Skip to content Skip to main navigation

Opinion

Expert strata, facilities & building management services

Canberra tales: How high for the High Court?

By Paul Costigan - 23 September 2015 14

MtAinslieviews12

The High Court of Australia, which opened in 1980, is the tallest building on the southern central foreshore of Lake Burley Griffin. Its architectural style, being brutalist concrete and glass, is not exactly friendly.

Looking at the building from the north it is out of proportion with its surroundings. I have long regarded the building as a curiousity of questionable merit.  Its construction is more suited to some form of industrial edifice.

The High Court and the National Gallery of Australia (NGA) buildings are architecturally of a similar style and are both situated within well-established landscapes. The NGA’s sculpture garden is a great place to visit even though it is usually overlooked by visitors (more on this is a later post).

Today the NGA is hard to see from the north as the sculpture garden trees have grown very tall. Today as you cross Kings Avenue bridge you can only see the top of the building. The most visible things are the air-conditioning systems on the roof. If they had a large label up there, maybe we could view these as installation artworks.

The two buildings shared another feature— one I am sure the architects and builders do not mention. After they were opened, both buildings suffered from serious water leaks. An enormous amount of money had to be spent on fixing the roof, ceilings and windows on both – along with a very dodgy air conditioning system in the NGA.

Meanwhile the High Court remains a dominant feature on the southern edge of the lake. This building is much taller than the gardens and trees surrounding it — and this is no coincidence.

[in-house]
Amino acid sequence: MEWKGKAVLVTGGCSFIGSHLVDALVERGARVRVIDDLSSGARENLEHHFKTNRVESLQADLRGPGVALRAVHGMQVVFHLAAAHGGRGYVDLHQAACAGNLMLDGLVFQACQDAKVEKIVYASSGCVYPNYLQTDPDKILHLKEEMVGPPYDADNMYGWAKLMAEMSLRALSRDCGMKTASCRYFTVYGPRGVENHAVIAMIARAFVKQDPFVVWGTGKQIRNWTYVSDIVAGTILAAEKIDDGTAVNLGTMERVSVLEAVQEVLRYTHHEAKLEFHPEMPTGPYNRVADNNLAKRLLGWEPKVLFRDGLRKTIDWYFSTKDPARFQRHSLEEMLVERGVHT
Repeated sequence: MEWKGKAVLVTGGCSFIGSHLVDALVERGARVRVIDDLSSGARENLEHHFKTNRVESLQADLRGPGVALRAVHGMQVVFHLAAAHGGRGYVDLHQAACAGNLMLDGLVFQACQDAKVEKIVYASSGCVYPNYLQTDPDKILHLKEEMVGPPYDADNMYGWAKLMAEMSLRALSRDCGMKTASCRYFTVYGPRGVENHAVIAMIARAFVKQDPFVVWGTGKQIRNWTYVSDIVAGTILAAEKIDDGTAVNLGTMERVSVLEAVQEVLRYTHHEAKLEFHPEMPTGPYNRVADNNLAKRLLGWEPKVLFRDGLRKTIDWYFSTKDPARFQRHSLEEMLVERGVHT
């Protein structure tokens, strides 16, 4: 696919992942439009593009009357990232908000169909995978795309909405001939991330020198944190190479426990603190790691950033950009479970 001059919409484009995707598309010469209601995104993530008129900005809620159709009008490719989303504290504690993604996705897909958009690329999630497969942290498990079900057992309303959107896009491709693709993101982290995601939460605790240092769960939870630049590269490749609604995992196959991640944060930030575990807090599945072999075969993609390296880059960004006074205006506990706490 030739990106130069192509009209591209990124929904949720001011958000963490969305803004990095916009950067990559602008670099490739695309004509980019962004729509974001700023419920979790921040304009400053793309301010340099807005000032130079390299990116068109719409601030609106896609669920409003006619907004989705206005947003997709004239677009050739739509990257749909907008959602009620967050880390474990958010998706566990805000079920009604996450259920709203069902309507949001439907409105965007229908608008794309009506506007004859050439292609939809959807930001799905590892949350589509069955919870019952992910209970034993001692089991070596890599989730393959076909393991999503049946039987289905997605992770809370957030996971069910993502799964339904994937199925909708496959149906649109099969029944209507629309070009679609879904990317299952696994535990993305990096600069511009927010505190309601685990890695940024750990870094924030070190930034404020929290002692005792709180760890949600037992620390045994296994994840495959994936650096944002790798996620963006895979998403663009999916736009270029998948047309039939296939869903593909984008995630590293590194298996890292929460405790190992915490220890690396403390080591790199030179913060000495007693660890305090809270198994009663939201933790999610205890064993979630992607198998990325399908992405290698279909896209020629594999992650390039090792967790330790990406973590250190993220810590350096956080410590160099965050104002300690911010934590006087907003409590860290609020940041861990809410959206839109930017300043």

During its design and construction, the then numero uno of the High Court, Sir Garfield Barwick, had a lot to say about what was to become his head office in the clouds.

It is said that he insisted that his building had to be significantly taller than any others in the vicinity. In particular he made it known that his building had to look down on all the others, in particular the then Parliament House.

This is the reason that this building has such a presence in the parliamentary triangle. It was meant to be that way to ensure that everyone else, particularly those pesky politicians, knew their place in the hierarchy of things.

Looking at the building today, its height does not make sense, until you become aware of the reason that it was someone’s grand sense of self and his power over the decisions for the building.

High-Court-P1120777

Unfortunately, it did not take too long before the ego of the high court’s chief was outdone by another building in 1988: the new Parliament House. That flag pole above the new parliament building signals who is the real boss in the parliamentary triangle.

Meanwhile we can thank Sir Garfield Barwick for the fact that this not very beautiful and clunky High Court building sits there dominating the skyline on the southern shores of Lake Burley Griffin.